Bowie takes Boston
Major Thom to Ground Control: Legendary rock oddity David Bowie's Reality Tour descended on Boston's Fleet Center last Tuesday to much rejoicing. It gave Beantown an evening of entertainment to be remembered.
Bowie was preceded by opening act the Polyphonic Spree, who set the stage for the evening's grandiose scale. This Texas band features 25 musicians, all clad in white robes with colorful trim. They look like a cult; it's an impressive spectacle, and their music is a symphonic brand of pop suitable to their size. The harp is a rarity on the rock stage. The Spree's "last song" lasted about 20 minutes through various movements.
Frontman Tim DeLaughter did all the lead singing but was easy to lose among his peers. A nine-member female choir supported him. In thanking his warm-up band, Bowie noted how great it was that all its music was so happy.
Of course the crowd had come to see David Bowie, and the man delivered. However, in the cavernous Fleet Center, vision was necessarily enhanced by big video screens. There was a figure with a large blond mop of hair singing and dancing at center stage who was apparently the legendary musician.
Bowie started the night with the quick one-two punch of "Rebel Rebel" and "Hang On To Yourself" to get the crowd rocking. He played guitar on maybe a third of the songs, preferring to concentrate on crooning to the crowd. In fine voice, Bowie seemed to be enjoying himself throughout. He played a number of more obscure or newer tunes, but plenty of hits, which were the crowd pleasers.
After leading the audience through a singalong on "All the Young Dudes" (he asked permission first, wondering if singalongs were too uncool), Bowie told the audience to do the next one without him, and he sat down to have a drink while "China Girl" was played. We failed, so he got up, they started the song again, and delivered one of the night's highlights.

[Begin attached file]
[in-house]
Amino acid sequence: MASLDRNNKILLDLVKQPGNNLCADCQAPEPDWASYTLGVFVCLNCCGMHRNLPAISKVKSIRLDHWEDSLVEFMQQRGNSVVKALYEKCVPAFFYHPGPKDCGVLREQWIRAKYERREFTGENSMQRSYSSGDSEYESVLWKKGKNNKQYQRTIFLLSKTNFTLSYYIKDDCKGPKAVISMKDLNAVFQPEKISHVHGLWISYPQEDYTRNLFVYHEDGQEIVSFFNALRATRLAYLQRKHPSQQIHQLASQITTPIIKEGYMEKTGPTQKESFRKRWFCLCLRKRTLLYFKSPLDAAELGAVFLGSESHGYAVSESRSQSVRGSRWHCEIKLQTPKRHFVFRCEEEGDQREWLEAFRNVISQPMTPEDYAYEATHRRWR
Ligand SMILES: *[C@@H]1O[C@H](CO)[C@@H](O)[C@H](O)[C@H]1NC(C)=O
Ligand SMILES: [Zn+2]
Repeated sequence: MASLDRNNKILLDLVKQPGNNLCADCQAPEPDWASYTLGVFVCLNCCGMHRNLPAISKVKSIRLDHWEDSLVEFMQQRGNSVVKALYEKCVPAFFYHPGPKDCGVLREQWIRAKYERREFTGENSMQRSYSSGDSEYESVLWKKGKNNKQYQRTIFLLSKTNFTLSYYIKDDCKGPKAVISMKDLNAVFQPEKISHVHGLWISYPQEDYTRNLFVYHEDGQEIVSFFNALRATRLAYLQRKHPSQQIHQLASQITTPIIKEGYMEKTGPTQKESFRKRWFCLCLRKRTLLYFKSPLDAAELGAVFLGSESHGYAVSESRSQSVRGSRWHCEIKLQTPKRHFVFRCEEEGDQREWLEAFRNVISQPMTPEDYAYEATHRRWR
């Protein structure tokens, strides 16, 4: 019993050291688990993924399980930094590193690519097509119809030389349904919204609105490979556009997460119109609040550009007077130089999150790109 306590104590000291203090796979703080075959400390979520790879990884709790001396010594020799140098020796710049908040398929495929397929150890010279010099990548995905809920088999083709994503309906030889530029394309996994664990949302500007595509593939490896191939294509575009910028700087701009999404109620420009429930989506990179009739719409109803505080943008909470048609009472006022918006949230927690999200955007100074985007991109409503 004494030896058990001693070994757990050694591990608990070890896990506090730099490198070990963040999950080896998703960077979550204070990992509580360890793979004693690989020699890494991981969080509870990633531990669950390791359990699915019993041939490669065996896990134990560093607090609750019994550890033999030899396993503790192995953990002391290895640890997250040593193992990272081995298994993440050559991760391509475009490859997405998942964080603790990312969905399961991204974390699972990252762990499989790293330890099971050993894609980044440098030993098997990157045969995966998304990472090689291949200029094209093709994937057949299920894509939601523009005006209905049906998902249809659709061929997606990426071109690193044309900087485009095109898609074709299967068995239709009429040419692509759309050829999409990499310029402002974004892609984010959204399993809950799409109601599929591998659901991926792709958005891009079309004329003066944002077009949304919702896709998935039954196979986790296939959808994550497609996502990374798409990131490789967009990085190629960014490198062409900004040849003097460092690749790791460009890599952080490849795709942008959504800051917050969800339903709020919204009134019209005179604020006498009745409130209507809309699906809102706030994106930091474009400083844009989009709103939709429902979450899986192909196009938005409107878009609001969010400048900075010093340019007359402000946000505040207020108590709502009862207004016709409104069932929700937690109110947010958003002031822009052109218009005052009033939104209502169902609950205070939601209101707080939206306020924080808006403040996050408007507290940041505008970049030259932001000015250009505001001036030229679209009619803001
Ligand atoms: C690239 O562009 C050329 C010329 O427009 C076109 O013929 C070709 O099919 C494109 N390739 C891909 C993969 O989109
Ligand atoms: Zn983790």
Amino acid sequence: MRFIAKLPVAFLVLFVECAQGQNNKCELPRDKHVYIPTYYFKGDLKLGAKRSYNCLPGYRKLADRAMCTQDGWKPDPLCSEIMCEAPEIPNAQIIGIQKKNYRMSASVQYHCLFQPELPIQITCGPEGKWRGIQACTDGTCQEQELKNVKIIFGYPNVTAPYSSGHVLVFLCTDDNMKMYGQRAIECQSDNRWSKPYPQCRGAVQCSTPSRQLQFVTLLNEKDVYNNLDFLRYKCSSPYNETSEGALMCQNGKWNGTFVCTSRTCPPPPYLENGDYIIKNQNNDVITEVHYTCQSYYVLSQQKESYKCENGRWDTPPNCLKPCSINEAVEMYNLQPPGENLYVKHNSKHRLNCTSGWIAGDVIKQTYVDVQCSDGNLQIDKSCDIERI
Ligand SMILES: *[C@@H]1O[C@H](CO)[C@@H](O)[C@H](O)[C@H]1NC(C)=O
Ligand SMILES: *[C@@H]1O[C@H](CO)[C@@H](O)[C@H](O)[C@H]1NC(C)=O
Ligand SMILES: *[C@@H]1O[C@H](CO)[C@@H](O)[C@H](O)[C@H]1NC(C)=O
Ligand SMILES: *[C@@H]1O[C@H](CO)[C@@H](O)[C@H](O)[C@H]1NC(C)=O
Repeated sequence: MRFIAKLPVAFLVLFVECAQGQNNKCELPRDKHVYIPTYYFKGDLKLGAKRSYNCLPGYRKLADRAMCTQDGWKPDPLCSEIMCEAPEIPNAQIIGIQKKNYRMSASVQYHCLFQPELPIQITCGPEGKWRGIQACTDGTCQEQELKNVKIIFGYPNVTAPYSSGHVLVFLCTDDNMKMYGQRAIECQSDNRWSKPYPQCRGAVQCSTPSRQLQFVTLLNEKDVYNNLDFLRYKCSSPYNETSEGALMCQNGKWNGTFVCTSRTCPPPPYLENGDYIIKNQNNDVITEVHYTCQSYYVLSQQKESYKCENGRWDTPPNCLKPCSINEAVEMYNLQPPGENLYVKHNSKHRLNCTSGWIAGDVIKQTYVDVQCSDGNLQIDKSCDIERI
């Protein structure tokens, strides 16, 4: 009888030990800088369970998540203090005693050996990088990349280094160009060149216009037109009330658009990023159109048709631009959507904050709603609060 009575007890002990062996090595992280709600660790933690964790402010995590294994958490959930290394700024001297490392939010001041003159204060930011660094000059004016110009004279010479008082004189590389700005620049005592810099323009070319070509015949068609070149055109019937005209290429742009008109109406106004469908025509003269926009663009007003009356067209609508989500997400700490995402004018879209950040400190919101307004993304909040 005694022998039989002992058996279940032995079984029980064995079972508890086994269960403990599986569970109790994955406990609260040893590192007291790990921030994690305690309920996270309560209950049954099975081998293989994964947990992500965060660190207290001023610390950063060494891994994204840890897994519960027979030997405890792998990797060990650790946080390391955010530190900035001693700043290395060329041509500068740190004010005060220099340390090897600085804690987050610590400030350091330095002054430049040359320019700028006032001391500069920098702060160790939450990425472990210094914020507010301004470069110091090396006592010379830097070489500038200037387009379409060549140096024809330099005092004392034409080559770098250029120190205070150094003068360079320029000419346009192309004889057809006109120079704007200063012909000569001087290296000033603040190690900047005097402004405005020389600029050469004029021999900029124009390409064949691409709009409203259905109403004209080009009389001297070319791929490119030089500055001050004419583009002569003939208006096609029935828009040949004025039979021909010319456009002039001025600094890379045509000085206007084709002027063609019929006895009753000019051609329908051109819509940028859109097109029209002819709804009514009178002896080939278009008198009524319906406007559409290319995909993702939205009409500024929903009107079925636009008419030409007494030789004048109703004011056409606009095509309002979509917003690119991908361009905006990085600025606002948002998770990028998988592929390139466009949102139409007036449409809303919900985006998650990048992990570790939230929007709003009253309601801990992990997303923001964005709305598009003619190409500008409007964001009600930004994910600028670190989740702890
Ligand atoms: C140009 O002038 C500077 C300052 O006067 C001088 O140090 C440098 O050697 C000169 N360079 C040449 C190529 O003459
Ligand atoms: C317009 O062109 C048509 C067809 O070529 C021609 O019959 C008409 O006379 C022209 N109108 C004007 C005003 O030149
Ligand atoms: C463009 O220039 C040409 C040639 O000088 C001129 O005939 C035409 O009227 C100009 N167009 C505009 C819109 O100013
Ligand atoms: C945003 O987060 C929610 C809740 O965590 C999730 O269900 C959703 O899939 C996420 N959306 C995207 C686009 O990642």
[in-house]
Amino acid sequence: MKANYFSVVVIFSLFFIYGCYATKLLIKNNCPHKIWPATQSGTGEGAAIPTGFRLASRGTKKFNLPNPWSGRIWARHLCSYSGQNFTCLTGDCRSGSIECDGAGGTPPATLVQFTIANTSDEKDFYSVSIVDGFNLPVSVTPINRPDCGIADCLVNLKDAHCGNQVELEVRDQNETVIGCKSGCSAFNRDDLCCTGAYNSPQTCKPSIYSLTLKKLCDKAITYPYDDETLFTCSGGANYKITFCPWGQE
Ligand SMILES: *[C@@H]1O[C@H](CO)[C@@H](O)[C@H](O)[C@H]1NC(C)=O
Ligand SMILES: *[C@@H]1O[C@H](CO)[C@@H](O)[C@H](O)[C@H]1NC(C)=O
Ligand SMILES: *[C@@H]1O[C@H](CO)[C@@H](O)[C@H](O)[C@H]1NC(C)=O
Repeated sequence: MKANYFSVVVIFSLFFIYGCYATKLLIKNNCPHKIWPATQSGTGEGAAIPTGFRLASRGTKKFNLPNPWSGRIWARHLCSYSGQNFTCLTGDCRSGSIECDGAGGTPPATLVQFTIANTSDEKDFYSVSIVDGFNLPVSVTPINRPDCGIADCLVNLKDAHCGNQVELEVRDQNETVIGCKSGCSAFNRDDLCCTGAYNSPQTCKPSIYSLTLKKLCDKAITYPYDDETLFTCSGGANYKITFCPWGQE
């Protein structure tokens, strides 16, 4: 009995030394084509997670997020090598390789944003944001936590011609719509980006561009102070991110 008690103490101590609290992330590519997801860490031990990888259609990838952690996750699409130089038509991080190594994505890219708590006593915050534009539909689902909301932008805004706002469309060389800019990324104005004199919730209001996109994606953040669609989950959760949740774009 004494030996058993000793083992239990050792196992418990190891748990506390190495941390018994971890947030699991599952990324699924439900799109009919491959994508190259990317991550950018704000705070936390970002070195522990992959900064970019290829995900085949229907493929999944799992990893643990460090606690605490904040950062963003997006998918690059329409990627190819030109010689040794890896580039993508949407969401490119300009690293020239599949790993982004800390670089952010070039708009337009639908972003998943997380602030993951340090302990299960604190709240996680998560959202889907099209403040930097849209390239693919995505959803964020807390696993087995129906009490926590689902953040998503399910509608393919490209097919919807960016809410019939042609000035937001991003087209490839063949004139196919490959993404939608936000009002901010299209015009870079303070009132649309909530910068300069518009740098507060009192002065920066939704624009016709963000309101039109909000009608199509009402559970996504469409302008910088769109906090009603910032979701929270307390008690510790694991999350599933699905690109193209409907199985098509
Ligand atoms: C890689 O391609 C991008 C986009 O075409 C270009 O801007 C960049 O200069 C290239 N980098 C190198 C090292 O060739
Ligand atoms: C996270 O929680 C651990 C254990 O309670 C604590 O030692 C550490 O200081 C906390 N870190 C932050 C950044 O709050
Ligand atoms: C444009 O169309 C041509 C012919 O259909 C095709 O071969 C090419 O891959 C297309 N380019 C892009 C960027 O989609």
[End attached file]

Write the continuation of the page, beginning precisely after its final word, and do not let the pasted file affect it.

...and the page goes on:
A pleasant surprise was a rendition of Bowie's Queen duet "Under Pressure" with his bassist taking Freddie Mercury's vocal part. An obsessive and critical Bowie fan sitting behind me bitched about the performance, but the other 20,000 or so people in the arena appeared to love it.
The long set included such gems as "The Man Who Sold the World," a cover of the Pixies' "Cactus," "Ashes to Ashes," and the late '90s hit "I'm Afraid of Americans," which had amusing background video. The set ended with the anthemic "Heroes."
While Ziggy Stardust obsessives might have been disappointed by Bowie's choice of outfits, which promoted his tour sponsor Tommy Hilfiger, they must have been thrilled by the band's encore. Bowie played acoustic guitar on the 1972 album's opening song, the pretty "Five Years," then concluded the show with the rocking hits "Suffragette City" and "Ziggy Stardust." It was an excellent ending to a solid show.
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